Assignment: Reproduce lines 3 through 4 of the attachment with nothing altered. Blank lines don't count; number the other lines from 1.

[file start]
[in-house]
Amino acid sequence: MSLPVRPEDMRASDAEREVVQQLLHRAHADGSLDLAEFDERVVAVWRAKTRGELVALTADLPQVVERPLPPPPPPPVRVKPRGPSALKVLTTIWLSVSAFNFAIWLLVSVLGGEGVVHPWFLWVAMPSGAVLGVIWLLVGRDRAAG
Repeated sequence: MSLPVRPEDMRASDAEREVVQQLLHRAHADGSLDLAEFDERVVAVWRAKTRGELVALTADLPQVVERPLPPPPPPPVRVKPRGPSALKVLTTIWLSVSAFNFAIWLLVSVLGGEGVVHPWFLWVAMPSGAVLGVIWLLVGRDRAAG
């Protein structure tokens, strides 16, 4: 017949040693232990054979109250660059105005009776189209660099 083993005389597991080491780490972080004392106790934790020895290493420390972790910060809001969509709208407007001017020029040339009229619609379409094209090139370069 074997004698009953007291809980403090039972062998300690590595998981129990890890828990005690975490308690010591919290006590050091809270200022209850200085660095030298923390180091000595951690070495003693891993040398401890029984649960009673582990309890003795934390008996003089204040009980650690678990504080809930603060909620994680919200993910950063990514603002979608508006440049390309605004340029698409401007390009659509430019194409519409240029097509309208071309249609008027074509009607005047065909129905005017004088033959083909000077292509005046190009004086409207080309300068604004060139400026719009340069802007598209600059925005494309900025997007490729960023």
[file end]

Repeated sequence: MSLPVRPEDMRASDAEREVVQQLLHRAHADGSLDLAEFDERVVAVWRAKTRGELVALTADLPQVVERPLPPPPPPPVRVKPRGPSALKVLTTIWLSVSAFNFAIWLLVSVLGGEGVVHPWFLWVAMPSGAVLGVIWLLVGRDRAAG
């Protein structure tokens, strides 16, 4: 017949040693232990054979109250660059105005009776189209660099 083993005389597991080491780490972080004392106790934790020895290493420390972790910060809001969509709208407007001017020029040339009229619609379409094209090139370069 074997004698009953007291809980403090039972062998300690590595998981129990890890828990005690975490308690010591919290006590050091809270200022209850200085660095030298923390180091000595951690070495003693891993040398401890029984649960009673582990309890003795934390008996003089204040009980650690678990504080809930603060909620994680919200993910950063990514603002979608508006440049390309605004340029698409401007390009659509430019194409519409240029097509309208071309249609008027074509009607005047065909129905005017004088033959083909000077292509005046190009004086409207080309300068604004060139400026719009340069802007598209600059925005494309900025997007490729960023």